Listen now 30 mins
Born in Bavaria in 1944, W.G Sebald moved to England in 1966, where he worked first at the University of Manchester, and then at the newly established University of East Anglia. Sebald began publishing relatively late in life, and was still developing his unique literary style at the time of his death in a road accident in 2001. His work combines fiction, memoir, history and travelogue, the prose is studded with black and white photographs, presented caption-free, to often haunting effect. Sebald's work is concerned with memory, and frequently touches on the dreadful silence of the German people concerning the Holocaust.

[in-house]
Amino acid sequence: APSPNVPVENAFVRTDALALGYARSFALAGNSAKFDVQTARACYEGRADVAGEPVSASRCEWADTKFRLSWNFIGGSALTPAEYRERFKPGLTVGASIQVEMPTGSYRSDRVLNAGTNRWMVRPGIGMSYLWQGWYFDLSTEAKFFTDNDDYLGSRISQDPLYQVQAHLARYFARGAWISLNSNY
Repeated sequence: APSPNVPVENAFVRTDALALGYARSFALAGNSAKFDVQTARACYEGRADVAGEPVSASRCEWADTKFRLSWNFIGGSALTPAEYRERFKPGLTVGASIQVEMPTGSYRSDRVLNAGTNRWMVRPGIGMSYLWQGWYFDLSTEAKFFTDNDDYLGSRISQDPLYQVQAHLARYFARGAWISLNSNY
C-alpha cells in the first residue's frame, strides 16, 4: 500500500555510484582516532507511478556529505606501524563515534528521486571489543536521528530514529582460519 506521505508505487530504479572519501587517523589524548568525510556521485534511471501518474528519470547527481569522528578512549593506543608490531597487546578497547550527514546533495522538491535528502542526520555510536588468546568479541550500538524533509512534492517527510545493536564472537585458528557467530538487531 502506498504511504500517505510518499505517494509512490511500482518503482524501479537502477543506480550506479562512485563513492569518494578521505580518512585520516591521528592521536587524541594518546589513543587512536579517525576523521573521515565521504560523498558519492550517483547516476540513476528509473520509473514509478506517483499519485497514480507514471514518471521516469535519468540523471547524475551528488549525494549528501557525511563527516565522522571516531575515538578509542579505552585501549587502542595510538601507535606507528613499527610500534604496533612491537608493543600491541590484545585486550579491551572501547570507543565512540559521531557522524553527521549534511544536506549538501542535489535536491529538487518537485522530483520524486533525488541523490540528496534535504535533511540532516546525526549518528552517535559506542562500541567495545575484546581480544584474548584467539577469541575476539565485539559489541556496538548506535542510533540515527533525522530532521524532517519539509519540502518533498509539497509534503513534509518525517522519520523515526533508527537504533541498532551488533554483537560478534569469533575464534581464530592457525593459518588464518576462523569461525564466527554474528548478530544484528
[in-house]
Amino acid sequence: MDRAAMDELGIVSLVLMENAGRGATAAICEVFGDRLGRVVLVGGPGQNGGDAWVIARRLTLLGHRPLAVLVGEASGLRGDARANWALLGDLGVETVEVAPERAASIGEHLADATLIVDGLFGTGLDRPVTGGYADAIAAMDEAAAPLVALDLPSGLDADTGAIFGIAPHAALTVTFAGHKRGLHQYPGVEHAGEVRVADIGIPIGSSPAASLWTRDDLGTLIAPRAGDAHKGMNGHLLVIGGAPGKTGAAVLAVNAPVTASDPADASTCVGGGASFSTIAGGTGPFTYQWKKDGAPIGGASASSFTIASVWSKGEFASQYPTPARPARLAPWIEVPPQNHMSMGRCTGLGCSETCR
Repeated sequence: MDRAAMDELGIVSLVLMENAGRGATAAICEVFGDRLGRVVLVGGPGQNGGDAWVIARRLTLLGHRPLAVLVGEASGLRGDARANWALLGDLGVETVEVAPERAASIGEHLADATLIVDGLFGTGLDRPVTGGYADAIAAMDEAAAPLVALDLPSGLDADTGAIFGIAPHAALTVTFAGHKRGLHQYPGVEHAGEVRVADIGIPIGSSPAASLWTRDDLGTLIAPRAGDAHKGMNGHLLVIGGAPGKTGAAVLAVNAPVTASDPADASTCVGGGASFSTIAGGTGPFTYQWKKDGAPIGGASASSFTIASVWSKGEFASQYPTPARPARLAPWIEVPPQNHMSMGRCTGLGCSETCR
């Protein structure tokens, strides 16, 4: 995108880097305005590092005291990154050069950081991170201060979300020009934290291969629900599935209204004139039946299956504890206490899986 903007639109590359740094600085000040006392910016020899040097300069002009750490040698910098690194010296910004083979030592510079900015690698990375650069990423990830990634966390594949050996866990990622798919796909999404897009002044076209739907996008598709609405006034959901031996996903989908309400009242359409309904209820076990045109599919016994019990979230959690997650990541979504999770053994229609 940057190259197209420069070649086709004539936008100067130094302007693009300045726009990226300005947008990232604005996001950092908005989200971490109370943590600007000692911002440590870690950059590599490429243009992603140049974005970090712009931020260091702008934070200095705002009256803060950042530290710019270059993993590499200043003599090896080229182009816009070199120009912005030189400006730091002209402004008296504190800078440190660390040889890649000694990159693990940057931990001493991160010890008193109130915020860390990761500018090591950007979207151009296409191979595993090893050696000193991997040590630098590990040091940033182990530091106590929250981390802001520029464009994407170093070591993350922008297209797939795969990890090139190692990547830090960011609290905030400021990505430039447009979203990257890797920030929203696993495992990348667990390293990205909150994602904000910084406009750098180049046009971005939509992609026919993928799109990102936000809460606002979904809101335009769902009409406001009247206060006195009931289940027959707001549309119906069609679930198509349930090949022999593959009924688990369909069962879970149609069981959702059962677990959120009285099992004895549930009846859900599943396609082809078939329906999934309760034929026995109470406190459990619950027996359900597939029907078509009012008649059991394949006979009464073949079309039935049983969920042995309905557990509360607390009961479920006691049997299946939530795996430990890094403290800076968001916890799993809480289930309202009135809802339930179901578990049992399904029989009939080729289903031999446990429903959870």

Iain Sinclair first visits Manchester, meeting the writer Nicholas Royle to look for remnants of the post-industrial landscape which features in 'The Emigrants', the first book by Sebald to appear in English translation in 1996. In Norfolk, Sinclair meets Jo Catling, a colleague of Sebald's at UEA. Finally in London, with Sebald's friend, the poet Stephen Watts, Sinclair walks the East London streets and cemeteries featured in his last book, 'Austerlitz'.
Presenter: Iain Sinclair
Producer: Jessica Treen.
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